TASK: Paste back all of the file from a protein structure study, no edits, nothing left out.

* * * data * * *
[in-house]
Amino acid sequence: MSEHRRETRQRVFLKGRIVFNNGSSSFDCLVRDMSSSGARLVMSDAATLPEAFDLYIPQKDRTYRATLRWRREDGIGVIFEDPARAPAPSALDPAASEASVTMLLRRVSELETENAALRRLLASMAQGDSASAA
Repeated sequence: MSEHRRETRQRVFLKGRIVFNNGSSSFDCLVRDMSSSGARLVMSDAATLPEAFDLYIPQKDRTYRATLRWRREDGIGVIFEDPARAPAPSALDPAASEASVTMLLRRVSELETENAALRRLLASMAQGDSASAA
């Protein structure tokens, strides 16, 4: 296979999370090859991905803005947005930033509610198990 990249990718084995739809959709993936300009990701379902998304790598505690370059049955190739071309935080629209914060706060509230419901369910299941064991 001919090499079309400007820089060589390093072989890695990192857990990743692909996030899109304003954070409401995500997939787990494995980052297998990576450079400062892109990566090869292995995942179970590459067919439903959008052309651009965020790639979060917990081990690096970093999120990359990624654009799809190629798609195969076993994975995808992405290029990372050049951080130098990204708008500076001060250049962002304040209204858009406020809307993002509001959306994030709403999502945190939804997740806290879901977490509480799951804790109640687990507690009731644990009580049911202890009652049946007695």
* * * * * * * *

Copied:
[in-house]
Amino acid sequence: MSEHRRETRQRVFLKGRIVFNNGSSSFDCLVRDMSSSGARLVMSDAATLPEAFDLYIPQKDRTYRATLRWRREDGIGVIFEDPARAPAPSALDPAASEASVTMLLRRVSELETENAALRRLLASMAQGDSASAA
Repeated sequence: MSEHRRETRQRVFLKGRIVFNNGSSSFDCLVRDMSSSGARLVMSDAATLPEAFDLYIPQKDRTYRATLRWRREDGIGVIFEDPARAPAPSALDPAASEASVTMLLRRVSELETENAALRRLLASMAQGDSASAA
């Protein structure tokens, strides 16, 4: 296979999370090859991905803005947005930033509610198990 990249990718084995739809959709993936300009990701379902998304790598505690370059049955190739071309935080629209914060706060509230419901369910299941064991 001919090499079309400007820089060589390093072989890695990192857990990743692909996030899109304003954070409401995500997939787990494995980052297998990576450079400062892109990566090869292995995942179970590459067919439903959008052309651009965020790639979060917990081990690096970093999120990359990624654009799809190629798609195969076993994975995808992405290029990372050049951080130098990204708008500076001060250049962002304040209204858009406020809307993002509001959306994030709403999502945190939804997740806290879901977490509480799951804790109640687990507690009731644990009580049911202890009652049946007695």